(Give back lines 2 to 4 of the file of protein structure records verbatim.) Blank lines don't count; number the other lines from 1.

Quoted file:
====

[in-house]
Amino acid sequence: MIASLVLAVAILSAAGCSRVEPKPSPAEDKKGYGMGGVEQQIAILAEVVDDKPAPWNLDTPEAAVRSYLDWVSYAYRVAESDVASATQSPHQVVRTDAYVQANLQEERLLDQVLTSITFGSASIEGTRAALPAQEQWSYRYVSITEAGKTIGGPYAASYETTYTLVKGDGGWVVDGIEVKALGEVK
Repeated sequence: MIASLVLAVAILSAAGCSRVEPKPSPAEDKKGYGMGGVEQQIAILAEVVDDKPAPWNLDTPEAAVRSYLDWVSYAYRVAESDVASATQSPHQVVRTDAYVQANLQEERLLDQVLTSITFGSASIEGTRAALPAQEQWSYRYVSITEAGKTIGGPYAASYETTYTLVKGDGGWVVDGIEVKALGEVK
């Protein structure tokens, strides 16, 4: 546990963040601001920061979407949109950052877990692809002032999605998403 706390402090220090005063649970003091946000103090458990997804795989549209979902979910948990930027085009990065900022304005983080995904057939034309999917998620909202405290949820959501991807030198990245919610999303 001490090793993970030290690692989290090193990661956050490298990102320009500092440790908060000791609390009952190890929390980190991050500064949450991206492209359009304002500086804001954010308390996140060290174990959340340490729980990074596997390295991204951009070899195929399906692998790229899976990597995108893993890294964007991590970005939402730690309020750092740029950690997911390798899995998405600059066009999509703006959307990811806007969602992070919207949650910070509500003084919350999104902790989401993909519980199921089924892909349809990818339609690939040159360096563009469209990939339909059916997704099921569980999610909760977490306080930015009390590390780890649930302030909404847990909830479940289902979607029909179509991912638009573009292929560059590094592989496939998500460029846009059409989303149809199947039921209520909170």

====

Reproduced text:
Amino acid sequence: MIASLVLAVAILSAAGCSRVEPKPSPAEDKKGYGMGGVEQQIAILAEVVDDKPAPWNLDTPEAAVRSYLDWVSYAYRVAESDVASATQSPHQVVRTDAYVQANLQEERLLDQVLTSITFGSASIEGTRAALPAQEQWSYRYVSITEAGKTIGGPYAASYETTYTLVKGDGGWVVDGIEVKALGEVK
Repeated sequence: MIASLVLAVAILSAAGCSRVEPKPSPAEDKKGYGMGGVEQQIAILAEVVDDKPAPWNLDTPEAAVRSYLDWVSYAYRVAESDVASATQSPHQVVRTDAYVQANLQEERLLDQVLTSITFGSASIEGTRAALPAQEQWSYRYVSITEAGKTIGGPYAASYETTYTLVKGDGGWVVDGIEVKALGEVK
């Protein structure tokens, strides 16, 4: 546990963040601001920061979407949109950052877990692809002032999605998403 706390402090220090005063649970003091946000103090458990997804795989549209979902979910948990930027085009990065900022304005983080995904057939034309999917998620909202405290949820959501991807030198990245919610999303 001490090793993970030290690692989290090193990661956050490298990102320009500092440790908060000791609390009952190890929390980190991050500064949450991206492209359009304002500086804001954010308390996140060290174990959340340490729980990074596997390295991204951009070899195929399906692998790229899976990597995108893993890294964007991590970005939402730690309020750092740029950690997911390798899995998405600059066009999509703006959307990811806007969602992070919207949650910070509500003084919350999104902790989401993909519980199921089924892909349809990818339609690939040159360096563009469209990939339909059916997704099921569980999610909760977490306080930015009390590390780890649930302030909404847990909830479940289902979607029909179509991912638009573009292929560059590094592989496939998500460029846009059409989303149809199947039921209520909170």